Cerebral Palsy Alliance Investigators: Shona Goldsmith, Sarah McIntyre, Hayley Smithers-Sheedy
Co-Investigators: Christine Cans (Surveillance of CP Europe), Eve Blair (Telethon Kids), Linda Watson (Telethon Kids), Marshalyn Yeargin-Allsop (Centres for Disease Control and Prevention, USA)
This survey will update and extend the first International CP Register and Surveillance Program survey, conducted by our team in 2008.
There are now approximately 40 cerebral palsy registers and surveillance programs operating around the world. As such, there is enormous potential for collaborative projects between the registers. Collaboration is particularly important for research questions where individual registers do not have a sufficient number of cases for meaningful research.
The survey will identify the many similarities and differences between the registers, in particular their aims, methods, and data items collected. Preliminary results were disseminated at a Register workshop at the American Academy of Cerebral Palsy and Developmental Medicine conference in San Diego, September 2014.
Publication: An article has been submitted to Developmental Medicine and Child Neurology and is currently under review. The full survey report has been drafted and is under author review.
Data Linkage: Health and educational outcomes of high risk newborn infants
Cerebral Palsy Alliance Investigators: Sarah McIntyre, Nadia Badawi
Co-Investigators: Ju Lee Oei (Royal Hospital for Women), Louisa Carroll (University of NSW), Barbara Bajuk (NSW Pregnancy and Newborn Services Network), Mohamed Abdel-Latif (Canberra Hospital)
This data linkage project will: 1) identify and quantify risk factors associated with poor educational outcomes of “high risk” children (including those at high risk of cerebral palsy), born 1994-2008 in NSW, Australia; 2) develop an ongoing model of educational assessment for NICU survivors until adulthood; 3) determine the impact of cancer on the survival and education of “high risk” children; and 4) determine whether rates of premature CP (<30 weeks) are decreasing despite increasing survival. This project includes data linkage with NAPLAN educational assessments.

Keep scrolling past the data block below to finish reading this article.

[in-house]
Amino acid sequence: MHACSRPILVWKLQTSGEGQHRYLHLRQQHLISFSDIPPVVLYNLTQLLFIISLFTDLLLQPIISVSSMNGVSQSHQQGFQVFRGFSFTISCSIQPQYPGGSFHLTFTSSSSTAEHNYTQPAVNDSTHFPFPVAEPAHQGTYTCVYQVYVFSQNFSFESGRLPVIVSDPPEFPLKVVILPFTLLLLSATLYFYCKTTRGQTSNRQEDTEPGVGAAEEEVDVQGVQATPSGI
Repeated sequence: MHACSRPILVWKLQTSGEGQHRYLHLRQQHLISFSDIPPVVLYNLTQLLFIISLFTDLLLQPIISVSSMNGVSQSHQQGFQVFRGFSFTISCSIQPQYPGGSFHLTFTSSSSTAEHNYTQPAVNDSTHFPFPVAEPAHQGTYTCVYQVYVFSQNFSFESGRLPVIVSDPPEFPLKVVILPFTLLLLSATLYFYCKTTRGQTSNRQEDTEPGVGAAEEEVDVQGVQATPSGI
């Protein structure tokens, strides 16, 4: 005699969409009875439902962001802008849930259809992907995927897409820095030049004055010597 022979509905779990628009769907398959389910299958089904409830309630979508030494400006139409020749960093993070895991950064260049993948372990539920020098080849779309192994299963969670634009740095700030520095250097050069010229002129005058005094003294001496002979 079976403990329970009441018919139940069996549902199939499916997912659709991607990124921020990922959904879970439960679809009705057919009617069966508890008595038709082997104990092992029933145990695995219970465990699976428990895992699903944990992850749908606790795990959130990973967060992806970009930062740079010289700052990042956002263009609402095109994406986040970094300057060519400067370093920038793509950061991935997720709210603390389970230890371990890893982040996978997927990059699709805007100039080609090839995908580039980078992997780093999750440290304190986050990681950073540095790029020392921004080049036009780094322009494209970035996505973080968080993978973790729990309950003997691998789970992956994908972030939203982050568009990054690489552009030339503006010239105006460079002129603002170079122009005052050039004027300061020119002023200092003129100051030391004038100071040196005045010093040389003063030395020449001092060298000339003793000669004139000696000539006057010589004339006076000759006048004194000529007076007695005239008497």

IMPACT for CP: International Multidisciplinary Prevention And Cure Team for Cerebral Palsy
Cerebral Palsy Alliance Investigators: Karen Walker, Nadia Badawi, Iona Novak, Sarah McIntyre, Cathy Morgan
Co-Investigators: Jim Blackman (Cerebral Palsy International Research Foundation), Janice Brunstrom-Hernandez (St Louis Hospital), Linda S. de Vries (Wilhelmina Children’s Hospital), Donna Ferriero (UCSF Benioff Children’s Hospital)
IMPACT for CP is an international research network whose objective is to promote and support high quality research in the prevention and cure of cerebral palsy, and improve outcomes for those with the condition. IMPACT for CP is an open collaboration of scientists, researchers, clinicians and families committed to this mission.
IMPACT for CP highlights include:
A website to provide up-to-date information on our activities: impact.cerebralpalsy.org.au
The Balnaves Curative CP Research Program focussed on addressing the pressing need to establish a coordinated and targeted research approach to identify cerebral palsy early, and to enrol newly diagnosed infants in trials aimed at lessening severity of injury and maximising brain repair.
Three summits have been held to bring together a selection of the world’s leading researchers to initiate an international collaborative network seeking to prevent and cure cerebral palsy. The three summits were sponsored by the Balnaves Foundation.
Summit 1: The Prevention and Cure Cerebral Palsy Summit was held on 18-19 October 2011 in San Francisco, USA.
Summit 2: The Neonatal Encephalopathy and Hypoxic Ischemic Encephalopathy Summit was held on 8-9 May 2013 in Maryland, USA.